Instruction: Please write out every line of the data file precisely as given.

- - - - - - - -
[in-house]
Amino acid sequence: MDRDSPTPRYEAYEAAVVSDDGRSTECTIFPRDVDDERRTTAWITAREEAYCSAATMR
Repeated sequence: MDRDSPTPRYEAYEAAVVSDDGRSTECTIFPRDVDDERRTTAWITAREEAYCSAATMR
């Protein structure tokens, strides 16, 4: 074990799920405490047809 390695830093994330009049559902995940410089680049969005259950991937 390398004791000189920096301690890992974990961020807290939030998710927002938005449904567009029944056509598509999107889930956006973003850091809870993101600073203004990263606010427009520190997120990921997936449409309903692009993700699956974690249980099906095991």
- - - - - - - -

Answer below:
[in-house]
Amino acid sequence: MDRDSPTPRYEAYEAAVVSDDGRSTECTIFPRDVDDERRTTAWITAREEAYCSAATMR
Repeated sequence: MDRDSPTPRYEAYEAAVVSDDGRSTECTIFPRDVDDERRTTAWITAREEAYCSAATMR
């Protein structure tokens, strides 16, 4: 074990799920405490047809 390695830093994330009049559902995940410089680049969005259950991937 390398004791000189920096301690890992974990961020807290939030998710927002938005449904567009029944056509598509999107889930956006973003850091809870993101600073203004990263606010427009520190997120990921997936449409309903692009993700699956974690249980099906095991």